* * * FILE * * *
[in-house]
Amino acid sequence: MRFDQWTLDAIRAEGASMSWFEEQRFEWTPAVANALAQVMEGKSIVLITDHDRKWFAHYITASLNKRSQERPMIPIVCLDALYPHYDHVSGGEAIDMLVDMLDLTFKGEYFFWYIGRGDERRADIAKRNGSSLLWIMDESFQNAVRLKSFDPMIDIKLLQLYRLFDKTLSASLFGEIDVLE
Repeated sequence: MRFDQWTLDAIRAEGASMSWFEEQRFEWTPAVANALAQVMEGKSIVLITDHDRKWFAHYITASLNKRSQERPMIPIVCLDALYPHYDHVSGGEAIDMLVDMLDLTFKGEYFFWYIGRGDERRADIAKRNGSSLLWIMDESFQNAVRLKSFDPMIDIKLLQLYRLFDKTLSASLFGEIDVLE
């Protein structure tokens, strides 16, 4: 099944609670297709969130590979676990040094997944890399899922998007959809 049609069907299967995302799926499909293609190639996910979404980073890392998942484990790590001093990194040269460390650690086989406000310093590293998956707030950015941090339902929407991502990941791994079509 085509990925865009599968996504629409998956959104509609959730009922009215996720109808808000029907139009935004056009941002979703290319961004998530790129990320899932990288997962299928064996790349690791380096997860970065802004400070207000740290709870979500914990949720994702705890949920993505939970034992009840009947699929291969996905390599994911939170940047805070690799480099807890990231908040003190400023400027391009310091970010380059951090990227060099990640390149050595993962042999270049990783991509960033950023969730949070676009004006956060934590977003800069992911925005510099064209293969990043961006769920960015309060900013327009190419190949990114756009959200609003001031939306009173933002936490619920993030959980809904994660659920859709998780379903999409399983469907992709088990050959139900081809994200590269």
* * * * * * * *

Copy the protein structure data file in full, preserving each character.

[in-house]
Amino acid sequence: MRFDQWTLDAIRAEGASMSWFEEQRFEWTPAVANALAQVMEGKSIVLITDHDRKWFAHYITASLNKRSQERPMIPIVCLDALYPHYDHVSGGEAIDMLVDMLDLTFKGEYFFWYIGRGDERRADIAKRNGSSLLWIMDESFQNAVRLKSFDPMIDIKLLQLYRLFDKTLSASLFGEIDVLE
Repeated sequence: MRFDQWTLDAIRAEGASMSWFEEQRFEWTPAVANALAQVMEGKSIVLITDHDRKWFAHYITASLNKRSQERPMIPIVCLDALYPHYDHVSGGEAIDMLVDMLDLTFKGEYFFWYIGRGDERRADIAKRNGSSLLWIMDESFQNAVRLKSFDPMIDIKLLQLYRLFDKTLSASLFGEIDVLE
């Protein structure tokens, strides 16, 4: 099944609670297709969130590979676990040094997944890399899922998007959809 049609069907299967995302799926499909293609190639996910979404980073890392998942484990790590001093990194040269460390650690086989406000310093590293998956707030950015941090339902929407991502990941791994079509 085509990925865009599968996504629409998956959104509609959730009922009215996720109808808000029907139009935004056009941002979703290319961004998530790129990320899932990288997962299928064996790349690791380096997860970065802004400070207000740290709870979500914990949720994702705890949920993505939970034992009840009947699929291969996905390599994911939170940047805070690799480099807890990231908040003190400023400027391009310091970010380059951090990227060099990640390149050595993962042999270049990783991509960033950023969730949070676009004006956060934590977003800069992911925005510099064209293969990043961006769920960015309060900013327009190419190949990114756009959200609003001031939306009173933002936490619920993030959980809904994660659920859709998780379903999409399983469907992709088990050959139900081809994200590269």